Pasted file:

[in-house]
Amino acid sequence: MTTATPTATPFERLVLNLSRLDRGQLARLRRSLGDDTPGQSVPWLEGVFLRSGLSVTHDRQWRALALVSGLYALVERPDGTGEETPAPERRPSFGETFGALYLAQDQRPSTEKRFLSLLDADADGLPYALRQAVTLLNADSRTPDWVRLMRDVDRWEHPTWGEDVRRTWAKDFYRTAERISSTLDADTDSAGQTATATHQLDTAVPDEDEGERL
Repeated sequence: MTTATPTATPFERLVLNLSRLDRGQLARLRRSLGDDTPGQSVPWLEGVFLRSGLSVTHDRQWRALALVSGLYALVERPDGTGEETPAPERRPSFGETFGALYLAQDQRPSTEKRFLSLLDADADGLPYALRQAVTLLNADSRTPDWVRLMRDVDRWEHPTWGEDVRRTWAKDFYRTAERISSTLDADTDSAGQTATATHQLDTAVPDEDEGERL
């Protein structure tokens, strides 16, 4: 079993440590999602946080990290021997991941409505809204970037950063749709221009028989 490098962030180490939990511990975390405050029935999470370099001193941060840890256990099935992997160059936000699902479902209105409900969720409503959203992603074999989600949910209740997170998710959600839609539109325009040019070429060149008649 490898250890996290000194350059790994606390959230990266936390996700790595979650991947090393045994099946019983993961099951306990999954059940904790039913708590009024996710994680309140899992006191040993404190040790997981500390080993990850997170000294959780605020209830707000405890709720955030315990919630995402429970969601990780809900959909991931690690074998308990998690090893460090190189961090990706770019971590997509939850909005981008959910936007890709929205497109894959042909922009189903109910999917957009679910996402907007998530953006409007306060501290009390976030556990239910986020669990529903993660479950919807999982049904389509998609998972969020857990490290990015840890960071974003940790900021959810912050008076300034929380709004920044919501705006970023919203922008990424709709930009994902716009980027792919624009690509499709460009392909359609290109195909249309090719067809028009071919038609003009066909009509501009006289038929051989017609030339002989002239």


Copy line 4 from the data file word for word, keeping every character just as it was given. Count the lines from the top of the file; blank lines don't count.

């Protein structure tokens, strides 16, 4: 079993440590999602946080990290021997991941409505809204970037950063749709221009028989 490098962030180490939990511990975390405050029935999470370099001193941060840890256990099935992997160059936000699902479902209105409900969720409503959203992603074999989600949910209740997170998710959600839609539109325009040019070429060149008649 490898250890996290000194350059790994606390959230990266936390996700790595979650991947090393045994099946019983993961099951306990999954059940904790039913708590009024996710994680309140899992006191040993404190040790997981500390080993990850997170000294959780605020209830707000405890709720955030315990919630995402429970969601990780809900959909991931690690074998308990998690090893460090190189961090990706770019971590997509939850909005981008959910936007890709929205497109894959042909922009189903109910999917957009679910996402907007998530953006409007306060501290009390976030556990239910986020669990529903993660479950919807999982049904389509998609998972969020857990490290990015840890960071974003940790900021959810912050008076300034929380709004920044919501705006970023919203922008990424709709930009994902716009980027792919624009690509499709460009392909359609290109195909249309090719067809028009071919038609003009066909009509501009006289038929051989017609030339002989002239």